How It All Began
In 1974, a group of deaf and hard of hearing volunteers started a club called Central Deaf Association (CDA) which served as a social group for the deaf community. As the need for services grew, the McKee family wrote a grant for funds to provide telephone relay and support services and was located at the San Diego State University Rehabilitation Center. CDA realized the need for a fiscal agent to assist with managing the grant and turned to Episcopal Community Services (ECS). As a program of ECS, CDA began to expand staff and the name of the program changed to Deaf Community Services (DCS). In 1984, DCS became incorporated and independent of the church program.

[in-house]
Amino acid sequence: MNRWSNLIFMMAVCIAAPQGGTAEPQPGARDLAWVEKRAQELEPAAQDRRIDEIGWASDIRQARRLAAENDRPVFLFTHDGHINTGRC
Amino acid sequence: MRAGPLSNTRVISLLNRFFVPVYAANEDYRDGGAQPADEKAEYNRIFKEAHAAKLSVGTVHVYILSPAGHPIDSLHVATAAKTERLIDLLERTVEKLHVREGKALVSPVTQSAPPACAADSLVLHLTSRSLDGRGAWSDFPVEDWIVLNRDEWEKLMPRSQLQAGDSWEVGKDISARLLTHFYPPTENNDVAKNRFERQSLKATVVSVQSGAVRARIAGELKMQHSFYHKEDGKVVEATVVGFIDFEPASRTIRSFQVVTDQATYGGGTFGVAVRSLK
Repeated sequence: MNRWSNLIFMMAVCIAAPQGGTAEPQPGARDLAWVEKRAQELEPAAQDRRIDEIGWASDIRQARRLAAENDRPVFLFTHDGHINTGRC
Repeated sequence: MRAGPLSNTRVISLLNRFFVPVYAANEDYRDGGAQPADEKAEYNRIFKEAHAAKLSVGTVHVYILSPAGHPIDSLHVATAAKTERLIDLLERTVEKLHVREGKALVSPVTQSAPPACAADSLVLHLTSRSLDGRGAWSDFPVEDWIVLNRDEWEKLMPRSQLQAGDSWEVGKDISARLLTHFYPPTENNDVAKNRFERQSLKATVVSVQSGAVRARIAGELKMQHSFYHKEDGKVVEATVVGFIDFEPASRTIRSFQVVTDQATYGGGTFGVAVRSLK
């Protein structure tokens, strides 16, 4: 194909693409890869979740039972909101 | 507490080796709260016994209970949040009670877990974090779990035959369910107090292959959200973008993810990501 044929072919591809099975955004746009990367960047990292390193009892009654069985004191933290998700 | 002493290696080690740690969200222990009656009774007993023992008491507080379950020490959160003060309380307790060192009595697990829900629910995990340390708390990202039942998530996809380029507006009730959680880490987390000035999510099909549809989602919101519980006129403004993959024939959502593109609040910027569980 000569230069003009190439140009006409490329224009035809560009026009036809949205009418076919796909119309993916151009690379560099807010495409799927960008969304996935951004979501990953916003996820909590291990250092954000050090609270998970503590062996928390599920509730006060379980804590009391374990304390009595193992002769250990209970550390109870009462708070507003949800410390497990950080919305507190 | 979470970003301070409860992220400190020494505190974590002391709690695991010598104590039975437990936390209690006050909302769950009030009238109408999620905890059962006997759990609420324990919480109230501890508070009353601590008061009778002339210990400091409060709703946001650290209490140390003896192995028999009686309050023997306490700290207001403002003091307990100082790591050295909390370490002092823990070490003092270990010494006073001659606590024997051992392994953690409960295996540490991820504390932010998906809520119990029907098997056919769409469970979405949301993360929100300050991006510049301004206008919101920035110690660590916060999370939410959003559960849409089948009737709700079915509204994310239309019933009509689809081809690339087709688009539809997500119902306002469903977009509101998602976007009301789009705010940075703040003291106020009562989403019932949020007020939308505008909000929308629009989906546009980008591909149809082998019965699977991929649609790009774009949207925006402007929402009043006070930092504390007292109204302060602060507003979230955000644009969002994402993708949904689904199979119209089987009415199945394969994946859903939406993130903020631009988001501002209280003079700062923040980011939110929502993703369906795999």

DCS is an “…of, by, and for Deaf and Hard-of-Hearing” agency. DCS’ mission centers on meeting the social, economic, educational, and behavioral health needs of the Deaf and Hard of Hearing, DeafBlind and Late Deafened Community. DCS has over 40 years’ experience in providing culturally and linguistically specific social and interpreting services. Services are designed to match clients’ need in their preferred language, whether spoken English, Spanish or American Sign Language (ASL). These services are provided by highly qualified staffs fluent in ASL who are deaf themselves or are knowledgeable about deafness and the implications of deafness on a person’s overall wellbeing. DCS provides a wide array of services to the Deaf and Hard of Hearing community including but not limited to: adult literacy services, employment services, advocacy, and case management services, comprehensive outpatient substance abuse services, behavioral health services, sign language interpreting services, information and referral services, community outreach and education, independent living skills training and recreational and social activities and ASL classes.